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The prevalence and role of coping strategies in the nutritional intake of children born with esophageal atresia: a condition-specific approach

Journal article
Authors Michaela Dellenmark-Blom
John Chaplin
J. H. Quitmann
L. Jönsson
V. Gatzinsky
J. Dingemann
Kate Abrahamsson
Published in Diseases of the esophagus : official journal of the International Society for Diseases of the Esophagus
Volume 32
Issue 7
ISSN 1442-2050
Publication year 2019
Published at Institute of Clinical Sciences, Department of Pediatrics
Language en
Keywords adaptation, coping, esophageal atresia, feeding difficulties, quality of life
Subject categories Pediatrics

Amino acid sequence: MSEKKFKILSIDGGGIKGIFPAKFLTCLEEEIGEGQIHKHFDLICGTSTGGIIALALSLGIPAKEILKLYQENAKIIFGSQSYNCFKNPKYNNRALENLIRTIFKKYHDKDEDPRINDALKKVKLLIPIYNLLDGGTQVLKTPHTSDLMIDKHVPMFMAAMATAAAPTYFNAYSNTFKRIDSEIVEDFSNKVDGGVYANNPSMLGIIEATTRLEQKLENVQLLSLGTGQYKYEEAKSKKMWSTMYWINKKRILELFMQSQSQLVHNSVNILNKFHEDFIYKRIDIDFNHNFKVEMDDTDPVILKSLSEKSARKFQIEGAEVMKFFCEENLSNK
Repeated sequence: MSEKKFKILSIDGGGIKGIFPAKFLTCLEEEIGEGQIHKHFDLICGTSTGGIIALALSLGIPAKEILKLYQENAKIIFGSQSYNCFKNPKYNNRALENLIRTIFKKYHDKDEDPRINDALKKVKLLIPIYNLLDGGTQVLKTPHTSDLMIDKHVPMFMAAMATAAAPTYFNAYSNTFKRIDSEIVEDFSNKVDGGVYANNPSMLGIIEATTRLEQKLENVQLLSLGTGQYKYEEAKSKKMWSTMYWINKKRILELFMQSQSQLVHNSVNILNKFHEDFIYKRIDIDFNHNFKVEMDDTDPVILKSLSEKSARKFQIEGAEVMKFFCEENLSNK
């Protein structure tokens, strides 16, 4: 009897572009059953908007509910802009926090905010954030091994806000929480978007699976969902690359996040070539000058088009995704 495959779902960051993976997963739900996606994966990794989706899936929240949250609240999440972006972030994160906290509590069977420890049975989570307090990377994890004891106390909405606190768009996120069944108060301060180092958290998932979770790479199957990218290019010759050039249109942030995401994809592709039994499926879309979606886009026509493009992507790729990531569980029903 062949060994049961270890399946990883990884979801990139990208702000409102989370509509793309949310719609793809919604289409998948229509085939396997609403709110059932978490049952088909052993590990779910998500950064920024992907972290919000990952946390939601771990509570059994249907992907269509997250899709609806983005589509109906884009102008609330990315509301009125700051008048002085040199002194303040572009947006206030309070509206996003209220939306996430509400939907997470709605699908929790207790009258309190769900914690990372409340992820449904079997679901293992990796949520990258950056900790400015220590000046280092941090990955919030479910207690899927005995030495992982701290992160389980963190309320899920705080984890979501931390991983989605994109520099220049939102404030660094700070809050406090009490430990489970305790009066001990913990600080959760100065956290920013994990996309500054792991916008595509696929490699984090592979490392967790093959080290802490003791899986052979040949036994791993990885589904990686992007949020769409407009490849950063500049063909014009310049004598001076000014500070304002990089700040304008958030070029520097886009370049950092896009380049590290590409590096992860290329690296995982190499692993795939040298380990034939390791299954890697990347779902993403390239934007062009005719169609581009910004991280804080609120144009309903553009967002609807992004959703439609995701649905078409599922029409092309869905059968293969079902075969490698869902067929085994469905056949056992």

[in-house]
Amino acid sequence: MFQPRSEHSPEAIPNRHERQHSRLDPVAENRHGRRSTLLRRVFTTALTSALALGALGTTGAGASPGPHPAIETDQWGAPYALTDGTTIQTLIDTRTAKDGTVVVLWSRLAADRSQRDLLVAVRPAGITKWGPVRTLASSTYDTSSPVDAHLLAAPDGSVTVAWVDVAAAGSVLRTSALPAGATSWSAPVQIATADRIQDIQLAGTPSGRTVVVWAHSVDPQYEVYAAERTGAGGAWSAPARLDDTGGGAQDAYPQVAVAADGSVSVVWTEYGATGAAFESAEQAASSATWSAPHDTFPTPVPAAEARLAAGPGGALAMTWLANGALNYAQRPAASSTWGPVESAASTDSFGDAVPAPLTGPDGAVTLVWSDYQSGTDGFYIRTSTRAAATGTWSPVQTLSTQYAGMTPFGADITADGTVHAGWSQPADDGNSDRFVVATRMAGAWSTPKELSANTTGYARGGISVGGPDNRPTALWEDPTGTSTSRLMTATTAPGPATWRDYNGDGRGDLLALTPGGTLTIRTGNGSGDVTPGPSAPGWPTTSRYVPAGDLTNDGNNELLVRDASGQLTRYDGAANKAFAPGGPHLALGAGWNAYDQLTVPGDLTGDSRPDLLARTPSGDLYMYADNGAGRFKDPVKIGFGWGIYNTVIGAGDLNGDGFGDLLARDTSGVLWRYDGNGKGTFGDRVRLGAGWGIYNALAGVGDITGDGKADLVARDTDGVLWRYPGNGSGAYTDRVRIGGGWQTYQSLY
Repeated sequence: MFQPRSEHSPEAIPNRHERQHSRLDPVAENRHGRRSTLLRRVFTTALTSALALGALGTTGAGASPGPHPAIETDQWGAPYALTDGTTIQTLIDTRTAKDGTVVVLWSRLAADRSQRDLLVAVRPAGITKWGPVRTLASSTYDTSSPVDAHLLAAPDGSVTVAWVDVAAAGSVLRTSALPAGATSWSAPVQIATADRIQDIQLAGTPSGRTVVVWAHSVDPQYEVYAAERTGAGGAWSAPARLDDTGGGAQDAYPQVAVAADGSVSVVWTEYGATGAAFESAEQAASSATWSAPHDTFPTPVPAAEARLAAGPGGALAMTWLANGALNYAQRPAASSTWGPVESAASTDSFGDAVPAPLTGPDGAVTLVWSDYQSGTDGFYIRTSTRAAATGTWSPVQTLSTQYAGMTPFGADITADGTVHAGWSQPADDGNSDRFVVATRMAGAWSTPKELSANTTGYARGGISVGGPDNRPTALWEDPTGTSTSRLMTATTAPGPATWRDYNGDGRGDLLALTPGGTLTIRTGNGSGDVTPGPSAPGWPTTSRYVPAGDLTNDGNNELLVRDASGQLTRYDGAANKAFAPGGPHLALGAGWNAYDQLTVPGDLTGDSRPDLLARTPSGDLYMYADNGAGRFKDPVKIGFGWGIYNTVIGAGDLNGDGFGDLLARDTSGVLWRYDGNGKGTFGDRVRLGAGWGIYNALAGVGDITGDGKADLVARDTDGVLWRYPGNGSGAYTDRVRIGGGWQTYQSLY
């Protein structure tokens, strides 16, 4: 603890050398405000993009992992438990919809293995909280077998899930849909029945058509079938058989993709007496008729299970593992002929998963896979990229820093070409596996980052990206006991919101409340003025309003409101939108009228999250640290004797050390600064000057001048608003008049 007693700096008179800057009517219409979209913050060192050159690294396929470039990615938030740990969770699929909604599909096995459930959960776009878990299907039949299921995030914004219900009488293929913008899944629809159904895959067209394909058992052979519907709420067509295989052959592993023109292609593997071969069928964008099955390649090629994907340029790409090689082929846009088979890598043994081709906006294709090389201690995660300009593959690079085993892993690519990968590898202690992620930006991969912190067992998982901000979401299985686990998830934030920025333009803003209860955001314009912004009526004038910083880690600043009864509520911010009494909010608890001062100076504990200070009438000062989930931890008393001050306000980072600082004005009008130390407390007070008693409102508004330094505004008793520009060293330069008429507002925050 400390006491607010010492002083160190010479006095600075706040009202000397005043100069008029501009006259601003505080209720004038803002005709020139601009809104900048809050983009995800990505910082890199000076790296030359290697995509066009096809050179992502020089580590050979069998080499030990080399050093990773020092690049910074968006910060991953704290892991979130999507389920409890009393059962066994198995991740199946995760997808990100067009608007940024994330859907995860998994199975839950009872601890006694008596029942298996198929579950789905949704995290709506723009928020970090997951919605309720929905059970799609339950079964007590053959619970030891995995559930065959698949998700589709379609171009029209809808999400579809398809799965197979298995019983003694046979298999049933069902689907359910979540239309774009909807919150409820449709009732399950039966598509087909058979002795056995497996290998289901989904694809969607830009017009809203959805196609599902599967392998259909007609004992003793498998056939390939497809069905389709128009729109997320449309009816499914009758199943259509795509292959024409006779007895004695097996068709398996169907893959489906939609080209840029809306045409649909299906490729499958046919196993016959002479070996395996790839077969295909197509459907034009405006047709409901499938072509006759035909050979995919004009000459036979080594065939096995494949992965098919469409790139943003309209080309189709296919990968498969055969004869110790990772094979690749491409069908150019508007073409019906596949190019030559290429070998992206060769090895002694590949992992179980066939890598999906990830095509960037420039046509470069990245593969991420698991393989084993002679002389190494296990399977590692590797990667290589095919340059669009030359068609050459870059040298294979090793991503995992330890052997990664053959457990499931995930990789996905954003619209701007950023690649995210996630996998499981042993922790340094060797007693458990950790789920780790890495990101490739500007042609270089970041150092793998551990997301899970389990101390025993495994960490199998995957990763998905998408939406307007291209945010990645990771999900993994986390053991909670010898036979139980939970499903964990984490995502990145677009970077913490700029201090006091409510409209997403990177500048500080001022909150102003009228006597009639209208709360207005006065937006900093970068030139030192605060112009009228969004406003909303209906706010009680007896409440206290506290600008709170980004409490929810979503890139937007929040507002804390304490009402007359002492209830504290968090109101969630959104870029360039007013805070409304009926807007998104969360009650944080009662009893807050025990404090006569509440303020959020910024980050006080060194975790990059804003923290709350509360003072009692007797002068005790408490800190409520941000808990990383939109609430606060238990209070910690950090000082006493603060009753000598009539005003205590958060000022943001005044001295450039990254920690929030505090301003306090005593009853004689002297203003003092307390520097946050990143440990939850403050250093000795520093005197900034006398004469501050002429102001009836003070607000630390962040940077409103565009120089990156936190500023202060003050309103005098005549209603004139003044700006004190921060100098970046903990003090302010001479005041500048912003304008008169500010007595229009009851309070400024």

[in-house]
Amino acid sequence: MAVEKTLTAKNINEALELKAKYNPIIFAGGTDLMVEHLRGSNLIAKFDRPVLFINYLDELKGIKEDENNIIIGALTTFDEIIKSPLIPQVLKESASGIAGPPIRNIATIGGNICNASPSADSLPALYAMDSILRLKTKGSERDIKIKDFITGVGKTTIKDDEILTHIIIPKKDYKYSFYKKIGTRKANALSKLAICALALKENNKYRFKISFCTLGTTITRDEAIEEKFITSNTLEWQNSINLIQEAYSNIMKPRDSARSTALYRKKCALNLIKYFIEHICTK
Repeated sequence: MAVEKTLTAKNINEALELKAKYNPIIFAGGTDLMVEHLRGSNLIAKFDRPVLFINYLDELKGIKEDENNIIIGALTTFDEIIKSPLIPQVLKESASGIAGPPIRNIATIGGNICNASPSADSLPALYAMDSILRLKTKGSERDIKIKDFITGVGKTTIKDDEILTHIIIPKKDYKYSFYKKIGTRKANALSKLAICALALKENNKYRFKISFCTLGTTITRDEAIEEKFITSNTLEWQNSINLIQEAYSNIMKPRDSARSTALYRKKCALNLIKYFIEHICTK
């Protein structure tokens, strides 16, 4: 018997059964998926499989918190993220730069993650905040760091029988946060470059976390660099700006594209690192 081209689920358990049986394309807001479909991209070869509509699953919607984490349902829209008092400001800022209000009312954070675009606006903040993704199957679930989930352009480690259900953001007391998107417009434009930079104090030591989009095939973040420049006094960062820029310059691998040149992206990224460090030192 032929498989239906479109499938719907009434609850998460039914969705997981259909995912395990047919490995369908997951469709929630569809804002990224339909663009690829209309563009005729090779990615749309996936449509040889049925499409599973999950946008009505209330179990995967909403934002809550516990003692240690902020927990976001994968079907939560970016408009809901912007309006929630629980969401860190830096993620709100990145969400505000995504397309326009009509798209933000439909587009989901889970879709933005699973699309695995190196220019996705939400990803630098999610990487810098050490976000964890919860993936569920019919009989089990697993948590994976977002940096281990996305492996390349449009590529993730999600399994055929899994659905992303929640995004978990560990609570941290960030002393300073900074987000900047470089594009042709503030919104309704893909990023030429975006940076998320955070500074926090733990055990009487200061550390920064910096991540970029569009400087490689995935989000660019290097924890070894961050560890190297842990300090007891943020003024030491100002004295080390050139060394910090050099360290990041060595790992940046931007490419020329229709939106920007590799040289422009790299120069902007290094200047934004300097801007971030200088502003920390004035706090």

This study describes results of a condition-specific approach to the assessment of coping strategies in nutritional intake situations used by children with esophageal atresia. One hundred three families of children 2-17 years old with esophageal atresia participated (94% response rate). Following standardized focus groups with 30 families, nine coping items were developed, reflecting nine different coping strategies in nutritional intake situations. The coping items were pilot tested by 73 new families and evaluated for feasibility, validity, and reliability. The families also completed a validated condition-specific quality-of-life questionnaire for children with esophageal atresia, which included the scale Eating-Quality-of-life. Data were analyzed using descriptives, between-group analysis, and Spearman's rho (P < 0.05). Altogether, the coping items were feasible, valid, and reliable. Items reflecting problem-focused strategies revealed that 89% of 2-17 years old 'recognized their responsibility' and managed nutritional intake problems on their own, 79% 'tried to solve their feeding problems' testing different solutions, 79% took a 'confronting approach' to do what peers did in eating situations, and 54% 'sought other people's support'. Items reflecting emotion-focused strategies showed that 86% of the children 'accepted' their feeding difficulties, 68% 'reappraised feeding difficulties into positive outcomes' such as to eat only when food tasted good. Moreover, 63% of the children 'avoided' nutritional intake situations, 29% 'expressed worry or fear' when faced with these situations, while 25% 'distanced' themselves from eating problems by hiding or throwing away food. The children's use of coping strategies were mostly related to the existence of digestive symptoms (P < 0.05). Positive and negative coping strategies were identified. Of particular note was a correlation cluster of the so-called disengagement strategies 'avoidance', 'expression of emotional concerns' and 'distancing'. These strategies were negatively correlated with Eating-Quality-of-Life. Conversely, taking a 'confronting approach' correlated positively with Eating-Quality-of-life (P < 0.05). Hence, most children with esophageal atresia employ various coping strategies in nutritional intake situations. A good Eating-Quality-of-life may be positively affected by treating digestive morbidity and encouraging children to take an active approach to their eating problems rather than using disengagement coping. © The Author(s) 2019. Published by Oxford University Press on behalf of International Society for Diseases of the Esophagus.

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